A: Sam Shepard Pf: 1980, San Francisco Pb: 1981 G: Drama in 2 acts S: Kitchen and alcove, southern Californian suburban home, 1970s C: 3m, 1fAustin is a moderately successful screenwriter in his early thirties, who is living in his mother's house, while she is on holiday. He is surprised by the arrival of his older brother Lee, a drifter and petty criminal. Austin meets the Hollywood producer Saul Kimmer, who expresses interest in Austin's story. Lee arrives back with a stolen television set, invites Saul to a game of golf, and suggests that he might supply him with a real-life, ‘true west’ story. Lee gets Austin to type his story of the rivalry between two cowboys. The game of golf is a success, and Lee manages to sell his story to Saul, who now asks Austin to work on his brother's script. Angry at being ousted by his brother, Austin goes out and steals toasters, while Lee tries to write the story himself. Austin relents and agrees to script Lee's story if Lee will promise to take him to the desert with him. In a drunken bout, Lee smashes up his mother's kitchen and Austin's typewriter. Their mother arrives back unexpectedly to discover the mess they have made. Lee decides he has had enough and prepares to leave, but Austin insists that Lee must finish his story. Lee punches Austin, and Austin almost strangles Lee. Mom leaves, disgusted at their violence. Austin releases the inert Lee, but just as Austin is about to leave, Lee blocks his path. Blackout.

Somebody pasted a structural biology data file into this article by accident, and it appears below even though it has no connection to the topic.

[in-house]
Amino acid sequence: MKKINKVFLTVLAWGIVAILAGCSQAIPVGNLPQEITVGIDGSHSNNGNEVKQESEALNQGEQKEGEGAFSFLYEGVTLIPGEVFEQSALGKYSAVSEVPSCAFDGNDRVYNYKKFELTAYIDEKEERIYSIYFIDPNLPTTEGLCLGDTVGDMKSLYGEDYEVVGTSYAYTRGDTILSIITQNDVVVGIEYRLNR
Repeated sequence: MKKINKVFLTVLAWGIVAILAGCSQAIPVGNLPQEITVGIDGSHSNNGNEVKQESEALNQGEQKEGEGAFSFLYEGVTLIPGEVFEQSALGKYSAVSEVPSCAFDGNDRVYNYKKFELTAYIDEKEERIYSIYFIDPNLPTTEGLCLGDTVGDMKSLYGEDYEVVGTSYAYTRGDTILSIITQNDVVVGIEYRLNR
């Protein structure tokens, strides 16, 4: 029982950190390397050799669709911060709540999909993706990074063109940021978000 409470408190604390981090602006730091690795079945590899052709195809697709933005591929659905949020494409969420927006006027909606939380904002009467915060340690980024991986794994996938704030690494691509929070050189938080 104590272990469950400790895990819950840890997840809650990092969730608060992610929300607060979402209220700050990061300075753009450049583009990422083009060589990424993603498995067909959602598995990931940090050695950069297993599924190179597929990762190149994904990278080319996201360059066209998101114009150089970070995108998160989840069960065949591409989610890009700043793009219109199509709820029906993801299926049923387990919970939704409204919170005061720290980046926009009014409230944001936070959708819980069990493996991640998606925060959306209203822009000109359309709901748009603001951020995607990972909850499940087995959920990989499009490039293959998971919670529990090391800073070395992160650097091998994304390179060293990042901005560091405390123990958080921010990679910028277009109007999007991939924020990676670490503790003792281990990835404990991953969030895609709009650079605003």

A: Sam Shepard Pf: 1980, San Francisco Pb: 1981 G: Drama in 2 acts S: Kitchen and alcove, southern Californian suburban home, 1970s C: 3m, 1f
This is one of the less overtly theatrical pieces by Shepard, depicting in realistic dialogue the hostility but mutual dependence of the two brothers. In some ways they reflect the conflict within Shepard himself between the carefree amoral drifter and the sensitive writer: ‘I just wanted to give a taste of what it feels like to be double-sided.’